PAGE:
Meanwhile, understanding the effects of certain foods can be helpful for supporting conditions such as indigestion, GERD, sleep disorders, eating disorders, which may not apply to everyone. Common food triggers may include chocolate, spicy food, gas-producing foods, and others that can lead to indigestion.
You may have heard about the impact of high carbohydrate, high fat, and processed foods on sleep, but beware of mistaking correlation for causation. Many mediating factors, shift-work, food deserts/swamps, stress, can also be contributing to poorer sleep quality. Extrapolating these findings to university life may not account for varying schedules, accessibility, and priorities.
What can I do if I suspect a food and sleep connection?
- Explore: Using a food journal, keep track of potential foods, substances, and habits that may be tied to sleep. Putting yourself under a microscope can be vulnerable, so take care to try on a researcher’s/observer mindset, rather than a critical/judgmental one.
- Challenge Assumptions: Sometimes we feel like we need to do something to stay awake, to feel comfortable socializing, to get ahead, etc. Is it necessarily true and is there another option available to you?
- Harm-Reduction: Nutrition isn’t all or nothing. When we change one thing, the domino effect can change other things in unexpected ways. Consider a skillful next-step. For example, if your drinking is affecting sleep quality, consider pacing the drinking, reducing the overall amount, or substituting drinking with other habits/routines.
We all have been there! Turn off the lights, get in bed, check your phone, and next thing two hours have passed you by. This non-restorative behavior is called “doomscrolling.” Doomscrolling is the act of continuously scrolling through social media or surfing the web to get bombarded by bad news; it has trapped many of us in a “vicious cycle of negativity”, especially during the pandemic. Studies have shown that doomscrolling can reinforce negative thoughts and a negative mindset. As a result, this behavior has perpetuated fear, stress, and anxiety, all off which negatively impact our mental health.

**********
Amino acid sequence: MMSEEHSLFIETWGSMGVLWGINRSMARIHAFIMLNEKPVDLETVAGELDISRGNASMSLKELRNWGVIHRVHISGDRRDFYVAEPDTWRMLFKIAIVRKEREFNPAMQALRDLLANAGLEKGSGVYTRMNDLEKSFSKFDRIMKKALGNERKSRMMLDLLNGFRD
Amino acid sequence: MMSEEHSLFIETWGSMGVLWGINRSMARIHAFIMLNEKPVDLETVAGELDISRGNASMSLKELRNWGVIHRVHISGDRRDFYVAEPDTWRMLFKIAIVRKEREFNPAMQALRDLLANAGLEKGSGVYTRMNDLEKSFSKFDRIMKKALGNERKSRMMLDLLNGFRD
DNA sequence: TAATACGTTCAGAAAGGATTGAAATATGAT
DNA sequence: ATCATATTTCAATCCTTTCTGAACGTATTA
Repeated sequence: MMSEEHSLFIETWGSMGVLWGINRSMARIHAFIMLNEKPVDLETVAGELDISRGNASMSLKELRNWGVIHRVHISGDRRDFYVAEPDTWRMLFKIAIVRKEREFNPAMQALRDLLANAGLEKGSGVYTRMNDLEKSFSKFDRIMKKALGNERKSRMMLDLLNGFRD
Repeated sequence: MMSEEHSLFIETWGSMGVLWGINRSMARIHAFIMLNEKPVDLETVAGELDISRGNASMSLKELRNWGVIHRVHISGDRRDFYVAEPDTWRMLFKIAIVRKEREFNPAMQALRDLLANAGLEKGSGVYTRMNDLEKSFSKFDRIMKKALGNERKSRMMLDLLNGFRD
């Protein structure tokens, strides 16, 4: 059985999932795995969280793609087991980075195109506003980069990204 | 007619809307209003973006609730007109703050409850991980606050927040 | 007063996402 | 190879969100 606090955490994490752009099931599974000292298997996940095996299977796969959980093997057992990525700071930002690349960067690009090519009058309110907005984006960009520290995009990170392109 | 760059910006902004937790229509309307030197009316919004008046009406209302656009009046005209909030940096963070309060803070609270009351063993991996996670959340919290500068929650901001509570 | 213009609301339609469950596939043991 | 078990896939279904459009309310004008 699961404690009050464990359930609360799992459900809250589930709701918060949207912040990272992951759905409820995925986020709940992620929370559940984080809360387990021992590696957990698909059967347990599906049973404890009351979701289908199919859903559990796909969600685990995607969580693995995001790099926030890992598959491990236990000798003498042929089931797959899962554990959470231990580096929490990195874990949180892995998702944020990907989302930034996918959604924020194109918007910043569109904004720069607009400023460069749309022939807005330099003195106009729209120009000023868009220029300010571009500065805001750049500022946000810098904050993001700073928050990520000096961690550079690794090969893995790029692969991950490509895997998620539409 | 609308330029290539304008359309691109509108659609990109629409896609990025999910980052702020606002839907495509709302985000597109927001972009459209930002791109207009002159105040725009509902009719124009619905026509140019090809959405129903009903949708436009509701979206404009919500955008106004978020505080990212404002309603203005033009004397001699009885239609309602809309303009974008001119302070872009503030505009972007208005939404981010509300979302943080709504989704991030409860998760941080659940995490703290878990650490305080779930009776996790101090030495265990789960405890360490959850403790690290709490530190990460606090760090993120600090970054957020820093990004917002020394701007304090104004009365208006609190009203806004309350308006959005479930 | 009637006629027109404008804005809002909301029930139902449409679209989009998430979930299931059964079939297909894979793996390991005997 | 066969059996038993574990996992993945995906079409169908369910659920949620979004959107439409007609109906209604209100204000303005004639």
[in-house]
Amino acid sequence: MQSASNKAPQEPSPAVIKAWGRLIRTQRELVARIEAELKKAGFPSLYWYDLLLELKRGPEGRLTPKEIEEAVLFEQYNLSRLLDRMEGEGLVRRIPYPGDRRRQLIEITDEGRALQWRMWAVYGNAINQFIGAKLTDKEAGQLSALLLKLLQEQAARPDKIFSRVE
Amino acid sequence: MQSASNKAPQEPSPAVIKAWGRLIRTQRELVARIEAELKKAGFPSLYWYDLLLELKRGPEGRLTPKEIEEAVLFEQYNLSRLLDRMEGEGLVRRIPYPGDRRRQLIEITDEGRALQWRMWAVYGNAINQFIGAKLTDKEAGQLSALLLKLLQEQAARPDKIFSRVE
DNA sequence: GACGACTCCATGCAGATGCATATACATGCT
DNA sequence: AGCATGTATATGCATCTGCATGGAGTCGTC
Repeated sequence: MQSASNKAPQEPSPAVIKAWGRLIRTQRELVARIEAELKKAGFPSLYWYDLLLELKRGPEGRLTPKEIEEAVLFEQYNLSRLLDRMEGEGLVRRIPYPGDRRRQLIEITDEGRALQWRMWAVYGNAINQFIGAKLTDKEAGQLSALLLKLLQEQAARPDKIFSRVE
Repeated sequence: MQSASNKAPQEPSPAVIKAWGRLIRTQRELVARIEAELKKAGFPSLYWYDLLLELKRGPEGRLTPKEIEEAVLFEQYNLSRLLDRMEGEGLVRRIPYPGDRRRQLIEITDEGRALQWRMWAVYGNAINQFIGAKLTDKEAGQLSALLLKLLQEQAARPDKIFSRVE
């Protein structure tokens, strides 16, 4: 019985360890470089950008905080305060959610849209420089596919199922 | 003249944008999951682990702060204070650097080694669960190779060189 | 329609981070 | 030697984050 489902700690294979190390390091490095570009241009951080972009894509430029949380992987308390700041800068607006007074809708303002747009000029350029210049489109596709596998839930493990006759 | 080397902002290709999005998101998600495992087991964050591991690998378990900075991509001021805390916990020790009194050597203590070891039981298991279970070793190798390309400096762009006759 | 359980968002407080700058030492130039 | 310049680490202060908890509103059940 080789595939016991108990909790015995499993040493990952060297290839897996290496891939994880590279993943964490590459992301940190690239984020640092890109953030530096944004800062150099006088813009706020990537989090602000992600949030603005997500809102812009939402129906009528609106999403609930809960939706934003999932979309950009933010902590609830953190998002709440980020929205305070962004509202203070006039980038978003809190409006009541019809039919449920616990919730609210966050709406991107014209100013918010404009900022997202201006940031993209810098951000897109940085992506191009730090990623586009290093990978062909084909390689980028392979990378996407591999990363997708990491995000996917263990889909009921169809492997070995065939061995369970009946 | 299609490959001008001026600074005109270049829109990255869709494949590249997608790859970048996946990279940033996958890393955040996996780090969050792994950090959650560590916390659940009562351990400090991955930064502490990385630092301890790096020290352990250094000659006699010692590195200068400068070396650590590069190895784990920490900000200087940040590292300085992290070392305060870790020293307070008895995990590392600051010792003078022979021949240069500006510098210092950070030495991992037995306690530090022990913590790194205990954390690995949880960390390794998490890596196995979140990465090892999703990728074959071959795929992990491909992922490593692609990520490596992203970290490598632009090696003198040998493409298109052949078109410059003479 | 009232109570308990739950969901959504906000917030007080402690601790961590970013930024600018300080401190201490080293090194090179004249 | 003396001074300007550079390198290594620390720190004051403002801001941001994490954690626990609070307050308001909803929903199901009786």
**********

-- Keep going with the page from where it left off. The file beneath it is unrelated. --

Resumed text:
However, there are ways that can prevent you from falling into this trap. (1) Set a timer to limit how much time you are scrolling on your phone. By limiting a behavior to a specific time or place and setting boundaries for yourself, you are channeling your behavior in a more appropriate or specific time period that is more ideal. (2) Stay cognizant and use mindfulness. Observe and notice the sensations in your body and remind yourself what you are specifically looking for. By checking in with yourself and asking whether you have found what you needed, your body motivates you to put on the brakes to “doomscrolling.” (3) Learn to disconnect yourself from your screen by exercising and breathing. When you exercise and deeply breathe, you give your mind a rest while exercising your muscle, which slows your intake of content and allows you to sleep better.
Imagine how refreshed you’ll feel in the morning with that extra time with Zzzzzs!
• How Electronics Affect Sleep Sleep Foundation
• Apple's "Night Shift" Mode: How Smartphones Disrupt Sleep Scientific American
• Your 'Doomscrolling' Breeds Anxiety. Here's How To Stop The Cycle NPR KQED
• Everything You Need to Know About Doomscrolling and How to Avoid It Cleveland Clinic